Here’s what Solar Halos Has to Say About the Bill They Curated for Hopscotch

On Thursday, the North Carolina post-rockers will share a stage with Boris, White Hills, and Mourning Cloaks.

“You can expect it to be really loud,” says guitarist Nora Rogers of Thursday night’s Hopscotch show at King’s, which features sets from White Hills, Mourning Cloaks, Boris, and her band Solar Halos. Their shared love of cranked amps aside, Solar Halos, who also put together the lineup, offer up a distinct and poetic take on post-rock. As their name suggests, the band’s lyrics evoke an ominous reverence for the natural world; sonically, psychedelic rock and metal both serve as touchstones. It’s a perfect accompaniment to a night of contemplative, scorching guitar music—earplugs greatly encouraged.

Catch Solar Halos with Boris, White Hills, and Mourning Cloaks on Thursday, September 5th at Kings. The show starts at 9:00 p.m.

What’s your personal history with Hopscotch?

Solar Halos: We’ve played it at least three times officially, and we’ve played some day parties here and there. It’s a really amazing festival to have so close by. It feels so locally focused, and it gives people a space to do more experimental projects too. With so many people in one place at one time, a lot of new and interesting things seem to happen. It’s such a high caliber event, but there’s also this loose quality to it—like anything could happen.

What is your favorite Hopscotch memory?

The first year we played with Sleep. One year we saw Godspeed You! Black Emperor play outside in the middle of a thunderstorm. Everybody was pushed up against the sides of the building next to where they were playing, watching this amazing lightning storm going on behind this really cinematic music. They played their whole set with hundreds of people huddled under umbrellas alongside a building.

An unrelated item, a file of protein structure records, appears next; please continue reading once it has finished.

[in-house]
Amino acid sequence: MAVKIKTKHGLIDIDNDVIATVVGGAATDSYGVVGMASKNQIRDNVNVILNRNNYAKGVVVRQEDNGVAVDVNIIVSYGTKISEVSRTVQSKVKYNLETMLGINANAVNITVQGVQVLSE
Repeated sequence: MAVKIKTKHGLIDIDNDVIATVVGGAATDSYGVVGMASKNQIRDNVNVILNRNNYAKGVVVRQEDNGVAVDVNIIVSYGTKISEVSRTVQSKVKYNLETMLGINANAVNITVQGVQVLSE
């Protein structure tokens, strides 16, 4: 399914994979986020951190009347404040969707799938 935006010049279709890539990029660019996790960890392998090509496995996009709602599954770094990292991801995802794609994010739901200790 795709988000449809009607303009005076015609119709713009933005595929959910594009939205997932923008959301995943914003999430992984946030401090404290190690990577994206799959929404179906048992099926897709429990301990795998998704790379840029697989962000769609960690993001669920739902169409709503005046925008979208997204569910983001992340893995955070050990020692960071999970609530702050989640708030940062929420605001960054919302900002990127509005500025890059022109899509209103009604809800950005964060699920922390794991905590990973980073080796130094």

Tell me about the bill you put together for this year’s festival. Why did you pick these artists specifically, and what sort of commonalities were you looking to highlight?

I’m first and foremost a rabid fan of everyone on the lineup. But as far as the show goes, I was thinking about it moving from Earth to sky in a very abstract way. Mourning Cloak is a really funeral doomy band, and then we play music that’s grounded, but with some ethereal psych moments. White Hills pushes even more towards psychedelia, and then Boris is this explosion of fog and air.

What do you love most about being an artist in North Carolina?

We have a really amazing community here. Everybody’s in a lot of bands, so there’s a lot of cross-pollination happening between genres and people. There are also a lot of venues, so it’s pretty easy to get a show or to put one together or to get on a bill with a bigger band. 

How does living here influence the music you create?

Growing up in the ‘90s, music was very label-based and very geographical. Dischord Records sounded like DC, and everywhere had a really tight sound or scene, but it’s hard to put a finger on what it is about the place that makes it that. Music is ultimately affected by where you are and who you’re around and what makes sense, and it feels quite natural.